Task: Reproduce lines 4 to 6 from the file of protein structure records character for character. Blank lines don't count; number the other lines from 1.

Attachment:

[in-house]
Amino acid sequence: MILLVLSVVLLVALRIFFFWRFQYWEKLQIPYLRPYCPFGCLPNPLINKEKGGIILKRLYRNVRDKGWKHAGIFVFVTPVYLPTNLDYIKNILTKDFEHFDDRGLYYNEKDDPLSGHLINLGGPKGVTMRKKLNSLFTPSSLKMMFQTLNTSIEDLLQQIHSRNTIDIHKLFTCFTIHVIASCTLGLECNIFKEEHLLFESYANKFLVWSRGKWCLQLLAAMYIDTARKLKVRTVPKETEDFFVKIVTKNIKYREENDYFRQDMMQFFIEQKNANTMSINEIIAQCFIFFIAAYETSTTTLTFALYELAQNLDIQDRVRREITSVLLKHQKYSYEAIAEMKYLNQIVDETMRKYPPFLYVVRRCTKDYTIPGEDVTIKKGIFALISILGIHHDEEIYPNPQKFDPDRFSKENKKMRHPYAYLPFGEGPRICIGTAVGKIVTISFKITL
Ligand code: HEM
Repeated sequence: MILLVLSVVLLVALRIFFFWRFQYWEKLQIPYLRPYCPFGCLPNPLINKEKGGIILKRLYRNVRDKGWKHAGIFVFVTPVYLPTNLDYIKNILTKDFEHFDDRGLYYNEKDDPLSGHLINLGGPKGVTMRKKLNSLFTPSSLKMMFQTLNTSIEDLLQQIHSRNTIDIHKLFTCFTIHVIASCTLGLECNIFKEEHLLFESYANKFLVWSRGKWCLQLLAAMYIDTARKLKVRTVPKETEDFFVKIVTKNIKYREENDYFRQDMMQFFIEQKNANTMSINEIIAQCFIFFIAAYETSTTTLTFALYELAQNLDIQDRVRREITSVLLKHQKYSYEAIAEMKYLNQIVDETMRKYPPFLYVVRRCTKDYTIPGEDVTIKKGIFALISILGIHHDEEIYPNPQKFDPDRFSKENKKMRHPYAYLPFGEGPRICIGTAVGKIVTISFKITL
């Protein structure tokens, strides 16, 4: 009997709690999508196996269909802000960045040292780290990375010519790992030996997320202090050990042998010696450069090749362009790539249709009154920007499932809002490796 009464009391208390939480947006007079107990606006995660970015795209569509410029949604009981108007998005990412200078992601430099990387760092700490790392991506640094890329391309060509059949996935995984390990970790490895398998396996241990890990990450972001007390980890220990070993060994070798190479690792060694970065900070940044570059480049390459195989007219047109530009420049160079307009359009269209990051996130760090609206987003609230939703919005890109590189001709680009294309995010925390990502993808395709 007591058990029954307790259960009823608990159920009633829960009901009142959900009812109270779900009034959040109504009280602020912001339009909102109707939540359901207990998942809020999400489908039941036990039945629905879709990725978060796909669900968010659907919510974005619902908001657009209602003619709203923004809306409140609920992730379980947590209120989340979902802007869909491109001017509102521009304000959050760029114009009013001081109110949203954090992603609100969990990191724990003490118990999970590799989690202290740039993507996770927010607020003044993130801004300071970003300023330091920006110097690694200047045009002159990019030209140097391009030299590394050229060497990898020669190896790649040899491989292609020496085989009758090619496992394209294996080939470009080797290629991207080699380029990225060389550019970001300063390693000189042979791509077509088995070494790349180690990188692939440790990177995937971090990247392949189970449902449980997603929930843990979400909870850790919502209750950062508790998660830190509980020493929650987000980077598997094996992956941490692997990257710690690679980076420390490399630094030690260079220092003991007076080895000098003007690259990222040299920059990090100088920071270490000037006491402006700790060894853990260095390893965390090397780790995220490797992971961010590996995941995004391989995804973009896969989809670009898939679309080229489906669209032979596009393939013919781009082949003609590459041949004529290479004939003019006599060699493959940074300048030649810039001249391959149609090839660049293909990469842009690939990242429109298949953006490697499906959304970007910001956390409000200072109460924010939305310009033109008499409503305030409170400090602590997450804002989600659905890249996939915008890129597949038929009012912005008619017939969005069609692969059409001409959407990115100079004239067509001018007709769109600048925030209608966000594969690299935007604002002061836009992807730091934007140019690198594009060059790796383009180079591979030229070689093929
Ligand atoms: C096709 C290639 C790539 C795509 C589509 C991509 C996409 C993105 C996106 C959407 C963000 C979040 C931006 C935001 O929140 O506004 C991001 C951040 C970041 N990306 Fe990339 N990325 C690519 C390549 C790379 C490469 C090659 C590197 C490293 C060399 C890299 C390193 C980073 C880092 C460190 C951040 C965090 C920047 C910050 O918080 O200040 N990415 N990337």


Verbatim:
Repeated sequence: MILLVLSVVLLVALRIFFFWRFQYWEKLQIPYLRPYCPFGCLPNPLINKEKGGIILKRLYRNVRDKGWKHAGIFVFVTPVYLPTNLDYIKNILTKDFEHFDDRGLYYNEKDDPLSGHLINLGGPKGVTMRKKLNSLFTPSSLKMMFQTLNTSIEDLLQQIHSRNTIDIHKLFTCFTIHVIASCTLGLECNIFKEEHLLFESYANKFLVWSRGKWCLQLLAAMYIDTARKLKVRTVPKETEDFFVKIVTKNIKYREENDYFRQDMMQFFIEQKNANTMSINEIIAQCFIFFIAAYETSTTTLTFALYELAQNLDIQDRVRREITSVLLKHQKYSYEAIAEMKYLNQIVDETMRKYPPFLYVVRRCTKDYTIPGEDVTIKKGIFALISILGIHHDEEIYPNPQKFDPDRFSKENKKMRHPYAYLPFGEGPRICIGTAVGKIVTISFKITL
């Protein structure tokens, strides 16, 4: 009997709690999508196996269909802000960045040292780290990375010519790992030996997320202090050990042998010696450069090749362009790539249709009154920007499932809002490796 009464009391208390939480947006007079107990606006995660970015795209569509410029949604009981108007998005990412200078992601430099990387760092700490790392991506640094890329391309060509059949996935995984390990970790490895398998396996241990890990990450972001007390980890220990070993060994070798190479690792060694970065900070940044570059480049390459195989007219047109530009420049160079307009359009269209990051996130760090609206987003609230939703919005890109590189001709680009294309995010925390990502993808395709 007591058990029954307790259960009823608990159920009633829960009901009142959900009812109270779900009034959040109504009280602020912001339009909102109707939540359901207990998942809020999400489908039941036990039945629905879709990725978060796909669900968010659907919510974005619902908001657009209602003619709203923004809306409140609920992730379980947590209120989340979902802007869909491109001017509102521009304000959050760029114009009013001081109110949203954090992603609100969990990191724990003490118990999970590799989690202290740039993507996770927010607020003044993130801004300071970003300023330091920006110097690694200047045009002159990019030209140097391009030299590394050229060497990898020669190896790649040899491989292609020496085989009758090619496992394209294996080939470009080797290629991207080699380029990225060389550019970001300063390693000189042979791509077509088995070494790349180690990188692939440790990177995937971090990247392949189970449902449980997603929930843990979400909870850790919502209750950062508790998660830190509980020493929650987000980077598997094996992956941490692997990257710690690679980076420390490399630094030690260079220092003991007076080895000098003007690259990222040299920059990090100088920071270490000037006491402006700790060894853990260095390893965390090397780790995220490797992971961010590996995941995004391989995804973009896969989809670009898939679309080229489906669209032979596009393939013919781009082949003609590459041949004529290479004939003019006599060699493959940074300048030649810039001249391959149609090839660049293909990469842009690939990242429109298949953006490697499906959304970007910001956390409000200072109460924010939305310009033109008499409503305030409170400090602590997450804002989600659905890249996939915008890129597949038929009012912005008619017939969005069609692969059409001409959407990115100079004239067509001018007709769109600048925030209608966000594969690299935007604002002061836009992807730091934007140019690198594009060059790796383009180079591979030229070689093929
Ligand atoms: C096709 C290639 C790539 C795509 C589509 C991509 C996409 C993105 C996106 C959407 C963000 C979040 C931006 C935001 O929140 O506004 C991001 C951040 C970041 N990306 Fe990339 N990325 C690519 C390549 C790379 C490469 C090659 C590197 C490293 C060399 C890299 C390193 C980073 C880092 C460190 C951040 C965090 C920047 C910050 O918080 O200040 N990415 N990337």